By Rebecca Martin
Perhaps the most disappointing letter that I have seen in the past four weeks since beginning this work is one initiated by the City of Kingston’s Corporation Council Andrew Zweben – a public sector lawyer dated 10/24/14 – working against our Common Council.
I received a copy of it last evening, and I’m assuming on behalf of Mayor Shayne Gallo, that the City of Kingston does not feel it should be a “Involved Agency” in the proposed water sale for the Niagara Water Bottling Proposal.
Even after a recommendation to do so by the Kingston Conservation Advisory Council. And then, a letter from the prestigious advocacy group “Riverkeeper” for the same. After which, a memorializing resolution passing through the Council’s General Government/Public Safety Committee that will be voted on by the Common Council on November 4th to make it official. Or the hundreds upon hundreds of citizens who have shared their concerns since this project became public.
1. WATER BOARD TERMS AND LIMITS: At the top of page “2” it speaks to the Water Board being appointed for a five (5) year term by the Mayor. Recently, we have FOILed the City Clerk’s office to learn of the appointments and terms served by the current Water Board. We suspect that some are beyond that limit, and probably way beyond it. I had wondered if re-appointments were allowed as I haven’t seen anything in the Charter thus far that states as such. Therefore, can the Water Board’s possible violation of term limits, rotation etc. invalidate its ability to protect the public interest? Maybe it’s time to remove those Board Commissioners who are beyond their term, and replace them with new blood.
2. WATER BOARD POLICY AND PUBLIC INTEREST: “…the (Water) Board sets Department policy and establishes all rules and regulations which it deems essential to the protection of the public interest in management of the Water Department…” How is the public interest vs. private and political interests identified?
I’d say the public has so far been quite thoughtful and eloquent about their concerns. That has been met with a great deal of defensiveness and eye rolling. What gives?
2. WATER BOARD REVENUE: Andy Zweben points out that 95% of the Department’s revenue comes from the sale of water. Where does the remaining 5% come from?
3. SELLING THE PUBLIC’S WATER AND SCIENCE: In the charter, as is pointed out here, in “B” it says that the “Board of Water Commissioners…is to furnish such water without inconvenience, risk or peril to the residents of the City of Kingston, and that the circumstances described in the application must, in the opinion of the Board, justify the sale of city Water.”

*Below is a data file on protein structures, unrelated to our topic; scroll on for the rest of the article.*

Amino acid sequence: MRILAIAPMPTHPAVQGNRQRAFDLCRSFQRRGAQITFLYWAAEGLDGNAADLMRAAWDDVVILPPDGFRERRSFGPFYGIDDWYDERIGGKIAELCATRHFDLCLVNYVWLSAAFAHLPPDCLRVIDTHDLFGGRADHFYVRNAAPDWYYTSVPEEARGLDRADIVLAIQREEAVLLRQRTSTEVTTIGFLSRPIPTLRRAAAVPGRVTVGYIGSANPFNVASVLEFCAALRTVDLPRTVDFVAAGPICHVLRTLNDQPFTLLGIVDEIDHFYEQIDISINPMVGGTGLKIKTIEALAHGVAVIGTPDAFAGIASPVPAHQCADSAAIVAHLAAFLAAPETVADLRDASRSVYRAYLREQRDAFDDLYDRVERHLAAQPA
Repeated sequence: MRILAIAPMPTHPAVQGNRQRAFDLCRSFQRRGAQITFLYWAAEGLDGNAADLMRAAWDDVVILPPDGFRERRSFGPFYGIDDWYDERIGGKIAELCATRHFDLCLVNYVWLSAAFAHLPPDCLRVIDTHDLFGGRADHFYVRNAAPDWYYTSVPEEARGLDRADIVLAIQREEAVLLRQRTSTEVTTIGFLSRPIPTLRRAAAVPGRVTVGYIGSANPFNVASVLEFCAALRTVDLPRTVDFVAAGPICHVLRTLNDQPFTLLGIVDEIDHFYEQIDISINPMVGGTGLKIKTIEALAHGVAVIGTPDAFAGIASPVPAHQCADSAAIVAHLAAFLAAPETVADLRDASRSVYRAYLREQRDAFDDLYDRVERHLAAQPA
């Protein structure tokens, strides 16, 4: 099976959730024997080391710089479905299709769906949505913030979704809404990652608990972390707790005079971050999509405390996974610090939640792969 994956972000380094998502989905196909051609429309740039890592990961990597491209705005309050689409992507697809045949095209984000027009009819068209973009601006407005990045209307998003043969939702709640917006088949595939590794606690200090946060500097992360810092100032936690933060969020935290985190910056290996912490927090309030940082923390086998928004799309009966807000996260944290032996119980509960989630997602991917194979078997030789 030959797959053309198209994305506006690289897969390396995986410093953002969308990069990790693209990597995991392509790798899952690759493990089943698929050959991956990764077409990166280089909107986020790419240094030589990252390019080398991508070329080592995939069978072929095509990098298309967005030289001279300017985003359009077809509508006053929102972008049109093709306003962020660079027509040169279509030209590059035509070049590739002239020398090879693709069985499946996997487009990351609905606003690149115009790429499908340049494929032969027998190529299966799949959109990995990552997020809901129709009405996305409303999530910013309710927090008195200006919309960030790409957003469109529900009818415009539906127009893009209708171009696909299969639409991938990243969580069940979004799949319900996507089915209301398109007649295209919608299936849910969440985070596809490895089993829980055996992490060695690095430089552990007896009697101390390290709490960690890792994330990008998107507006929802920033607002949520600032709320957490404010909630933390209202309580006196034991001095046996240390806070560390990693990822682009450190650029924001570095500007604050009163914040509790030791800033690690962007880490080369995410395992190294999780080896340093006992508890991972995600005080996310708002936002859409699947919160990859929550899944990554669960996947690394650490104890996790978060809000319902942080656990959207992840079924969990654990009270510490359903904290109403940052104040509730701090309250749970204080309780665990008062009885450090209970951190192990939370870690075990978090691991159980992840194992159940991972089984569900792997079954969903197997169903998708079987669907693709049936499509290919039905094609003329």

Given that the proposed sale of water to a national water bottling company looking to purchase 1.75 million GPD is an unprecedented situation for Kingston, what Science is the Water board looking at to make that decision and is it sufficient? An Engineering Analysis was performed this year based on Niagara’s request, but the ‘Will Serve’ letter was issued prior to a final draft being presented to the Water Board. They expect a copy of the final draft at their November 12th meeting.
4. IT’S THE DEC (NOT THE DEP). Luckily, in “C” it goes on to say that such sale or sales must be approved by the NYS Water Power and Control Commission (which today is the DEC and not the DEP as Andy Zweben incorrectly noted in his footnote). On what grounds? Is this where their authority and the Public Trust Doctrine can be tested?
5. COMMON COUNCIL AUTHORITY: In “H”, it speaks of any water facilities provided outside of the corporate limits of the city requires permission of the government authority of the area to construct, inspect and repair its water facilities. Several side notes include the authority of Kingston’s Common Council in these cases (construction) where also in the charter it states that:
“Said Board, with the assent of the Common Council, may construct and maintain waterworks for supplying said city and its inhabitants with pure and wholesome water; exercise such powers as are necessary and proper to accomplish such purpose and shall proceed in the manner hereinafter prescribed.”
Additionally, in the 1954 Water Supply Application it states:
“Under this decision and approval the city of Kingston is authorized to furnish a water supply to the new plant of IBM Corp in the Town of Ulster. No authority, however, is given hereby to the city for the sale of water to any others from the supply main to be installed to such new plant without further consent and approval of the Commission.”
Luckily that was written into the 1954 application. There are more checks and balances it appears – and checks and balances are good.
We support the Kingston Common Council passing through a memorializing resolution on November 4th that requests the City of Kingston to be listed as an ‘Involved’ Agency in the SEQR process. In doing so, you are acting on behalf of your public. There is enough evidence that our city as well as the Water Board have an important role in all of this.